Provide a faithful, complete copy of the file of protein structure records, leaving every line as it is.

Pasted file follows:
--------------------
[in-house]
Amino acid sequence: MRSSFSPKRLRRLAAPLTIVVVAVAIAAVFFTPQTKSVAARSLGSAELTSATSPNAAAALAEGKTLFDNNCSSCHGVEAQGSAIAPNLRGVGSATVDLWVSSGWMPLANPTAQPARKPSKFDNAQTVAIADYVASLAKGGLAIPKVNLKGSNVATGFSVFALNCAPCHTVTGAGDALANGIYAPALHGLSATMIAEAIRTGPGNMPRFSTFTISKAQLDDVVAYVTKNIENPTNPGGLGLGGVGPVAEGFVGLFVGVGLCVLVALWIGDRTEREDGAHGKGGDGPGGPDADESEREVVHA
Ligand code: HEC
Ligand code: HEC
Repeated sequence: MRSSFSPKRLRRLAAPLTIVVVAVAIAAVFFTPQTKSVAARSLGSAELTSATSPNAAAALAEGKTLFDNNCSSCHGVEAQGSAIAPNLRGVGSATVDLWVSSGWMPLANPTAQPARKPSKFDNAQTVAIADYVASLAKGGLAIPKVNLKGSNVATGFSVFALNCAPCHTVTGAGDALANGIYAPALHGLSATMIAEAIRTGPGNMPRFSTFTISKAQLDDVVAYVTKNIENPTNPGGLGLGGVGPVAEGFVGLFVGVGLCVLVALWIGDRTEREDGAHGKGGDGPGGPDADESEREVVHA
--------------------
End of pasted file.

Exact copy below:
[in-house]
Amino acid sequence: MRSSFSPKRLRRLAAPLTIVVVAVAIAAVFFTPQTKSVAARSLGSAELTSATSPNAAAALAEGKTLFDNNCSSCHGVEAQGSAIAPNLRGVGSATVDLWVSSGWMPLANPTAQPARKPSKFDNAQTVAIADYVASLAKGGLAIPKVNLKGSNVATGFSVFALNCAPCHTVTGAGDALANGIYAPALHGLSATMIAEAIRTGPGNMPRFSTFTISKAQLDDVVAYVTKNIENPTNPGGLGLGGVGPVAEGFVGLFVGVGLCVLVALWIGDRTEREDGAHGKGGDGPGGPDADESEREVVHA
Ligand code: HEC
Ligand code: HEC
Repeated sequence: MRSSFSPKRLRRLAAPLTIVVVAVAIAAVFFTPQTKSVAARSLGSAELTSATSPNAAAALAEGKTLFDNNCSSCHGVEAQGSAIAPNLRGVGSATVDLWVSSGWMPLANPTAQPARKPSKFDNAQTVAIADYVASLAKGGLAIPKVNLKGSNVATGFSVFALNCAPCHTVTGAGDALANGIYAPALHGLSATMIAEAIRTGPGNMPRFSTFTISKAQLDDVVAYVTKNIENPTNPGGLGLGGVGPVAEGFVGLFVGVGLCVLVALWIGDRTEREDGAHGKGGDGPGGPDADESEREVVHA